In this study, we used a strict definition of hypersomnia and tested if the association between overeating-hypersomnia remained positive and significant. Hypersomnia was present if the total sleep time was close to 10h per day or was at least 2h longer than in normothymic periods.Cross-sectional study using the adult general population of California and New York. The sample was composed of 6694 individuals aged between 18 and 96years. Participants were interviewed by telephone using the Sleep-EVAL system. The interviews included various sleep and health topics and the assessment of DSM-IV sleep and psychiatric disorders.The one-month prevalence of major depressive episode was 6.1%, including a one-month prevalence of atypical depression of 1.6%, in this sample. Atypical depression subjects had a greater number of depressive symptoms and a longer duration of the current depressive episode than the other depressive subjects. Depressive subjects with hypersomnia slept longer (8h, 29min) than the other depressive subjects (6h, 36min) and longer than the subjects "getting too much sleep" (6h, 48min). Furthermore, hypersomnia was not associated with overeating while "getting too much sleep" showed a positive association with overeating.Hypersomnia needs to be evaluated using a strict definition. Otherwise, it leads to an overestimation of this symptom in major depressive episode subjects and to a false association with overeating.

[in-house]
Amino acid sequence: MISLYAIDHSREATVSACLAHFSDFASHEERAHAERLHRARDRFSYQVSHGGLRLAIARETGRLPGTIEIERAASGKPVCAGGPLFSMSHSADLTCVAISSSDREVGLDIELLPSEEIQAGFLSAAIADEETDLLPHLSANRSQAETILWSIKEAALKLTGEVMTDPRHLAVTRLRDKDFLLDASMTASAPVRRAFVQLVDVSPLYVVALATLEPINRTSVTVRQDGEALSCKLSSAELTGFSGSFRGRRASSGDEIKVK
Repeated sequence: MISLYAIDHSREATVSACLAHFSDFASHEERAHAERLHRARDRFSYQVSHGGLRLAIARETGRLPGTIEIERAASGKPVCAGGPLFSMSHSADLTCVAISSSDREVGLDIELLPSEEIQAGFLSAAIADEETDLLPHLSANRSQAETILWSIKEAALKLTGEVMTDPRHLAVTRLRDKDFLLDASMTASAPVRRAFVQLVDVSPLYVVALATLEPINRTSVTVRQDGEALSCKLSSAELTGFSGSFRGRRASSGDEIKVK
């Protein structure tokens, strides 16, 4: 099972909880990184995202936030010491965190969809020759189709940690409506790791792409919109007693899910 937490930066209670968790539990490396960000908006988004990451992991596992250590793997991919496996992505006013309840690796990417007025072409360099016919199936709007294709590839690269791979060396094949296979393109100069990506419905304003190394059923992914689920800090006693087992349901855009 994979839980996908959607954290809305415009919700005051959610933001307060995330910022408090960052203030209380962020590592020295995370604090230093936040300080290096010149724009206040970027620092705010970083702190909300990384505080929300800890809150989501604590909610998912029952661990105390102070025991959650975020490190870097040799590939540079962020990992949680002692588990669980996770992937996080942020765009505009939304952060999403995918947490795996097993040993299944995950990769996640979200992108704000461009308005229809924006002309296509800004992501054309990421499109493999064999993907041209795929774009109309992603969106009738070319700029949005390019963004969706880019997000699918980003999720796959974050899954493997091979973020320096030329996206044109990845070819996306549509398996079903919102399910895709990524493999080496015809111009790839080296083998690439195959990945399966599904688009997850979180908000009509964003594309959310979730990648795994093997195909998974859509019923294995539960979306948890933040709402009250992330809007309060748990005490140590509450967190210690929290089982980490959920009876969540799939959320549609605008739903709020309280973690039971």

View details for DOI 10.1016/j.jpsychores.2014.09.018
View details for PubMedID 25450239